Maryland’s Highest Court has ruled that federal law does not bar a railroad worker from recovering damages for degenerative conditions caused by having to continuously walk on crushed rocks in rail yards. On appeal, the court upheld a $1.25 million judgment. The decision affirmed a ruling by a state appellate court. The Plaintiff worked at various jobs for CSX for over 35 years. According to the Plaintiff, his duties had him walking one-and-a-half to two miles a day on the crushed rocks or “large ballast” that typically covers rail yards and walkways. The Plaintiff sued CSX under the Federal Employers’ Liability Act (FELA), alleging that he suffers osteoarthritis of both knees from walking on the uneven surfaces that resulted from the railroad’s use of large ballast.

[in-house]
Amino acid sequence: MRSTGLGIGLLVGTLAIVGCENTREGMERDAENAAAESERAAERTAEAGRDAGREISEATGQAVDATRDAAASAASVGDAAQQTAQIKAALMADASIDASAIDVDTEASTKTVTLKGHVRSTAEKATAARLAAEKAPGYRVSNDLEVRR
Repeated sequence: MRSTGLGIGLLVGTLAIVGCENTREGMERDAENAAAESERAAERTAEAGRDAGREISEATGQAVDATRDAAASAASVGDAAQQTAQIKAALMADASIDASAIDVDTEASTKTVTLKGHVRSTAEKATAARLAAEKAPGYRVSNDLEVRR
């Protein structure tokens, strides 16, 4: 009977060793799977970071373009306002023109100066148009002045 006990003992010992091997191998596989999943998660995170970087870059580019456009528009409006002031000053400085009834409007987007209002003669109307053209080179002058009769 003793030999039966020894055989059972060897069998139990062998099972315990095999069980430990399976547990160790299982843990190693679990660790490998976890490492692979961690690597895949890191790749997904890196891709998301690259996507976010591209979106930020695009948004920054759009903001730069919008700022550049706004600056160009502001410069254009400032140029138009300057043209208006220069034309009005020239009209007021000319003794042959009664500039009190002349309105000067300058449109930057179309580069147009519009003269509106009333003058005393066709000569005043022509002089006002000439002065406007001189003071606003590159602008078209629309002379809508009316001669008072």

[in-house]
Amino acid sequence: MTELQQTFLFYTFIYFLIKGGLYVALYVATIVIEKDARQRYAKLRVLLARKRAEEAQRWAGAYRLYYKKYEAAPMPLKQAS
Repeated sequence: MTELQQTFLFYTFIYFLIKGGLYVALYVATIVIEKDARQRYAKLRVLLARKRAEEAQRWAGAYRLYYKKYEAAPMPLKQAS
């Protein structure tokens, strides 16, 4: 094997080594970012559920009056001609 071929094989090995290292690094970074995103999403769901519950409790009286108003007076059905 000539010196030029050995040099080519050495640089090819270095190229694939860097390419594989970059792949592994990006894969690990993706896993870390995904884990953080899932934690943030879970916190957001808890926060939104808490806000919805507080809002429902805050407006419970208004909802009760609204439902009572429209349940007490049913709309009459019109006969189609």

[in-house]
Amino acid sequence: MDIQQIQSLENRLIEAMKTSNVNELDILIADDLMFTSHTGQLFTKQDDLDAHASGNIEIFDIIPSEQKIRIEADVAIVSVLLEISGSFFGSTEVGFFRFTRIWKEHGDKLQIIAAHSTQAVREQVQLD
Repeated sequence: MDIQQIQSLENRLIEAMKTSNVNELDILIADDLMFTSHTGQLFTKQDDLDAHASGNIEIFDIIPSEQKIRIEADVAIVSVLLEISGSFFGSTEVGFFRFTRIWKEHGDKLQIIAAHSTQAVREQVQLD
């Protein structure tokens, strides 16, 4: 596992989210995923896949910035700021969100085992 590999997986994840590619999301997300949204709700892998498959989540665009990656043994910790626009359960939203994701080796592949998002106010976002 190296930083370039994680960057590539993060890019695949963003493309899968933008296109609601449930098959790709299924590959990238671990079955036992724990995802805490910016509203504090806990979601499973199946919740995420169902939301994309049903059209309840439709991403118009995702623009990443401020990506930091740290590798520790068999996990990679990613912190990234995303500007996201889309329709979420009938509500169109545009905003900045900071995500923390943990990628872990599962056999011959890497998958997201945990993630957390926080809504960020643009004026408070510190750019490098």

CSX argued that the Plaintiff’s lawsuit was preempted by a regulation promulgated under the Federal Railroad Safety Act (FRSA) setting minimum requirements for ballast used for railroad tracks. But the Court concluded that the regulation only bars a FELA negligence claim when the ballast performs a track-support function, not when the ballast is used for walkways, as alleged by the Plaintiff. The Court said in its opinion that CSX failed to meet its evidentiary burden for a preclusion defense.
Source: Lawyers USA Online
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